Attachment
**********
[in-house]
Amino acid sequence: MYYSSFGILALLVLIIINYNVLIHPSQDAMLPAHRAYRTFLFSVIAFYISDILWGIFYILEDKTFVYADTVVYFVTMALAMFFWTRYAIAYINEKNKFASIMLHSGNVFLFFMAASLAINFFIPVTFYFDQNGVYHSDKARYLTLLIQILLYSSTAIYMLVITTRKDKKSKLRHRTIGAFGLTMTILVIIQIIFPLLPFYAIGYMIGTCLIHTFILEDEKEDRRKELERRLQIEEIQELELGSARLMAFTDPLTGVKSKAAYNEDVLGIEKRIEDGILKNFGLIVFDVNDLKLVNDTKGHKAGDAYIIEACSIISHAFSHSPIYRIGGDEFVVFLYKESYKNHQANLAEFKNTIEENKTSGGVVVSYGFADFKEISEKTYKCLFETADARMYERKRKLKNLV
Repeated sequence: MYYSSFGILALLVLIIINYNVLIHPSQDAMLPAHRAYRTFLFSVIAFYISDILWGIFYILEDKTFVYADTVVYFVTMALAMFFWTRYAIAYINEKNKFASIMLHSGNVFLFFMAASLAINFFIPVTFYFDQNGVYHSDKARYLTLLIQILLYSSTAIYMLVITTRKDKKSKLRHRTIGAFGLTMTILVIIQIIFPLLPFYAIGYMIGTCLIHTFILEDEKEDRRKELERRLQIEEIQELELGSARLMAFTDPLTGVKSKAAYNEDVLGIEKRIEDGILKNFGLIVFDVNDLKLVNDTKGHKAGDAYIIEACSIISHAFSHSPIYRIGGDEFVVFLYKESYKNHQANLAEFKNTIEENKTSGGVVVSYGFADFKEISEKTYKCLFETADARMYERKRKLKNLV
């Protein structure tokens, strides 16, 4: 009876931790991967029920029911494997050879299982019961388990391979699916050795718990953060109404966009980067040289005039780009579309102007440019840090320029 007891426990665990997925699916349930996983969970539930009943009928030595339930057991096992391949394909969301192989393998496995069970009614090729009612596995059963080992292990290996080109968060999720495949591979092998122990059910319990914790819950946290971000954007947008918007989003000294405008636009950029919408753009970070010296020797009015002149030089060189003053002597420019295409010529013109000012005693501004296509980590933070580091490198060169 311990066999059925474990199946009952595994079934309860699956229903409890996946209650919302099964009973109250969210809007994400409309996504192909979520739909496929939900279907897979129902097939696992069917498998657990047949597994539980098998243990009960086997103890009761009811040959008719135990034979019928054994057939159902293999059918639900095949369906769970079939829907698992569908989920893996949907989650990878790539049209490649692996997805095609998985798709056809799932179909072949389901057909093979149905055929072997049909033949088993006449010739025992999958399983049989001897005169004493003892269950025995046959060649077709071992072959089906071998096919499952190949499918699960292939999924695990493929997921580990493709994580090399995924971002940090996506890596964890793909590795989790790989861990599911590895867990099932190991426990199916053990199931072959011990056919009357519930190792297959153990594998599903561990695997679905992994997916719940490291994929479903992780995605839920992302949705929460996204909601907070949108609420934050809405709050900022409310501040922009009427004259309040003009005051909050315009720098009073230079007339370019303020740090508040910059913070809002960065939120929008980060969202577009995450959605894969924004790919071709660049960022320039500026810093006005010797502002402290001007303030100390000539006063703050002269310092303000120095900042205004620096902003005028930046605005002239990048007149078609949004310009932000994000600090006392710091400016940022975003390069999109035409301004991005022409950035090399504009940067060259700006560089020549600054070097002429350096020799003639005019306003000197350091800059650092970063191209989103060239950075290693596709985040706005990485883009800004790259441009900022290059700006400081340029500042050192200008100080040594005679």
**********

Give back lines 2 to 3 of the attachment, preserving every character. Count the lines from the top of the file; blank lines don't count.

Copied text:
Amino acid sequence: MYYSSFGILALLVLIIINYNVLIHPSQDAMLPAHRAYRTFLFSVIAFYISDILWGIFYILEDKTFVYADTVVYFVTMALAMFFWTRYAIAYINEKNKFASIMLHSGNVFLFFMAASLAINFFIPVTFYFDQNGVYHSDKARYLTLLIQILLYSSTAIYMLVITTRKDKKSKLRHRTIGAFGLTMTILVIIQIIFPLLPFYAIGYMIGTCLIHTFILEDEKEDRRKELERRLQIEEIQELELGSARLMAFTDPLTGVKSKAAYNEDVLGIEKRIEDGILKNFGLIVFDVNDLKLVNDTKGHKAGDAYIIEACSIISHAFSHSPIYRIGGDEFVVFLYKESYKNHQANLAEFKNTIEENKTSGGVVVSYGFADFKEISEKTYKCLFETADARMYERKRKLKNLV
Repeated sequence: MYYSSFGILALLVLIIINYNVLIHPSQDAMLPAHRAYRTFLFSVIAFYISDILWGIFYILEDKTFVYADTVVYFVTMALAMFFWTRYAIAYINEKNKFASIMLHSGNVFLFFMAASLAINFFIPVTFYFDQNGVYHSDKARYLTLLIQILLYSSTAIYMLVITTRKDKKSKLRHRTIGAFGLTMTILVIIQIIFPLLPFYAIGYMIGTCLIHTFILEDEKEDRRKELERRLQIEEIQELELGSARLMAFTDPLTGVKSKAAYNEDVLGIEKRIEDGILKNFGLIVFDVNDLKLVNDTKGHKAGDAYIIEACSIISHAFSHSPIYRIGGDEFVVFLYKESYKNHQANLAEFKNTIEENKTSGGVVVSYGFADFKEISEKTYKCLFETADARMYERKRKLKNLV